Monthly Archives: October 2019

Where There’s Smoke, There’s Fire

This wedding photo from California went “viral” in a visible sign of how there’s no escape from California wildfires.

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Western Wildfire: Climate Change is Serious Business

Over the last few years we’ve heard story after story about massive wildfires in the western USA which threatened thousands of homes and lives and cost people billions of dollars. California seemed especially hard hit, especially last year. For me, the story of a great-grandmother dying in a fire with her two great-grandsons in her arms, is a sadness too great to bear.

So I’ve been glad that this year, I haven’t noticed such news stories about truly horrific gargantuan western wildfires. Until … now. In California.

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A Message from Pamina

Hello all,

I wanted to let you all know that later today, Tamino is undergoing surgery. It’s something that’s been scheduled for months now and while it’s nothing life-threatening, he will be laid up for a while and may not be available to post or moderate for the next several days.

I want to take this chance to thank everyone who has donated, especially lately. You’ve been able to help cover my time away from work to stay home and help Tamino recover, and you’ve made a nice dent in the medical bills. It’s easy these days to see awfulness in the world, but I’m thankful to see there’s also kindness and goodness on the Internet as well. Thank you, from both of us.

Tamino will be back soon. Play nice til then.


Secret Agreement lets homebuilders prevent energy efficiency

A fascinating story in the NY Times tells how the National Association of Home Builders got a special deal which guarantees them — the industry supposed to be regulated — 4 out of 11 seats on two committees responsible for updating building codes. They’ve used that power to block almost all progress in energy efficiency for U.S. homes.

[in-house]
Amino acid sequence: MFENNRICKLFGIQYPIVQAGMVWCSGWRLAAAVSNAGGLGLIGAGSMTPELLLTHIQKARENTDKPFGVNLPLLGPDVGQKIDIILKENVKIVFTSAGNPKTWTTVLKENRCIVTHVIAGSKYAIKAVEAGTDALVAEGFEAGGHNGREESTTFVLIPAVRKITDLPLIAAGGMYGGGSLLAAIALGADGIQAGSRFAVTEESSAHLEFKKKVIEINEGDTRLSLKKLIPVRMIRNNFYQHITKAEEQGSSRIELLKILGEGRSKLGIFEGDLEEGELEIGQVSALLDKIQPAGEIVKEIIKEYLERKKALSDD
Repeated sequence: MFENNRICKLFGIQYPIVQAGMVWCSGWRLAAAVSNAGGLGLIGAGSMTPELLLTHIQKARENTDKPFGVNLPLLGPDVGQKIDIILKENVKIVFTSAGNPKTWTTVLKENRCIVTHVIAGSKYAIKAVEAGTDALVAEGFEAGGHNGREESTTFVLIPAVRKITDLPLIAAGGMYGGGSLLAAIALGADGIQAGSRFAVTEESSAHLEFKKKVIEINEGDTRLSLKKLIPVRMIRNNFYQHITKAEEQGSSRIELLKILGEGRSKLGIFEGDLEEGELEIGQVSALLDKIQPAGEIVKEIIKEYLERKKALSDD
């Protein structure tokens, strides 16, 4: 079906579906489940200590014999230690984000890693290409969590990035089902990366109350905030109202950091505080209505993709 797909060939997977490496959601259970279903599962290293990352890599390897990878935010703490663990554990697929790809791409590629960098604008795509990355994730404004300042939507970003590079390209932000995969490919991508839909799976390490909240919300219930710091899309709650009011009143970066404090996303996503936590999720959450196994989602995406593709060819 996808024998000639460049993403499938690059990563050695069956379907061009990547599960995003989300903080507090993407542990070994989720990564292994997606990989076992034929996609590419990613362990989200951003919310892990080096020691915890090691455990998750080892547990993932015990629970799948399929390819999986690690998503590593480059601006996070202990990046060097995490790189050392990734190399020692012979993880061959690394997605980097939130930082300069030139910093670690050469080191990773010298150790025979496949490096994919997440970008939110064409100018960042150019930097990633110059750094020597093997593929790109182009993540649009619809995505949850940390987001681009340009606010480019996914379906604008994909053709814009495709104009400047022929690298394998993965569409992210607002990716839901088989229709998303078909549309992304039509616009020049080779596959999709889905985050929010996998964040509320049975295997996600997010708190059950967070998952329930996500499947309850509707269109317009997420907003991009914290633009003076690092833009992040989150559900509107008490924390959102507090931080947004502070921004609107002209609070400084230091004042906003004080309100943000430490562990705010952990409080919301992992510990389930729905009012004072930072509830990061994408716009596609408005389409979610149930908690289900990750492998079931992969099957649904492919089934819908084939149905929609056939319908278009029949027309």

Of course they claim the agreement is “appropriate.” Which makes me wonder, if it’s so appropriate, why LIE about it?

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Climate Change Threatens the Corn Belt

While American farmers are still suffering from recent severe flooding, historically our “corn belt” has done a remarkable job increasing food production. The main reason is of course the advances of farming chemistry, genetics, and technology, but throughout the 20th century the U.S. corn belt went farther and faster than other regions of the world (even other regions of the USA).

New research from Partridge et al. might explain why. Climate change has been raising temperatures around the world and across the USA, but while other areas had to contend with the bulk of it, during the growing season our corn belt has heated up much less than most places, while precipitation increased slightly. In other words, we got lucky.

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Thank You

First, thanks to Jean-Pierre Dehottay, Koenraad Machiels, Tim Baumann, and James Vogan for kind donations to the blog. As I’ve said recently, it really makes a difference right now.

We still need help (feel free to visit the donation link below!) but we’re already much better off thanks to the kindness and generosity of the folks who read this blog. Thank you!

This blog is made possible by readers like you; join others by donating at My Wee Dragon.

Sea Level: Eastern North America

Since Dave Burton was kind enough to remind us how great the danger of sea level rise is, I’m enjoying the recent focus on the topic. I’d like to apply my new alignment technique (including variable station weights) to several regions of eastern North America, to see how they differ and what they have in common in their sea level history.

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Sea Level Rise: Regional

I’ve decided to apply some area weighting to my sea level estimate based on my new method.

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Aligning Tide Gauge Stations

I’ve spoken before about my new way of aligning tide gauge stations. Maybe it’s time for me to outline some of the details, and share my program (written in R) for doing the computation.

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Sea Level Acceleration since the 1960s

Dangendorf et al. have made a new estimate of global sea level since the year 1900, based on data from tide gauges around the world. I’ve compared it (which I’ll call Dang) to the most trusted data set (in my opinion) from Church & White (which I’ll call CW), to the dataset I have criticized from Jevrejeva et al. (which I’ll call Jev), and to my own reconstruction (which I’ll call me) based on my own method of correcting for VLM (Vertical Land Movement). The first thing to note is that my own data doesn’t include proper area weighting, and can only be considered seriously flawed. But it is my own, so we’ll see how the new kid on the block compares to it, as well as to well-known data sets. Here’s the new data from Dang:

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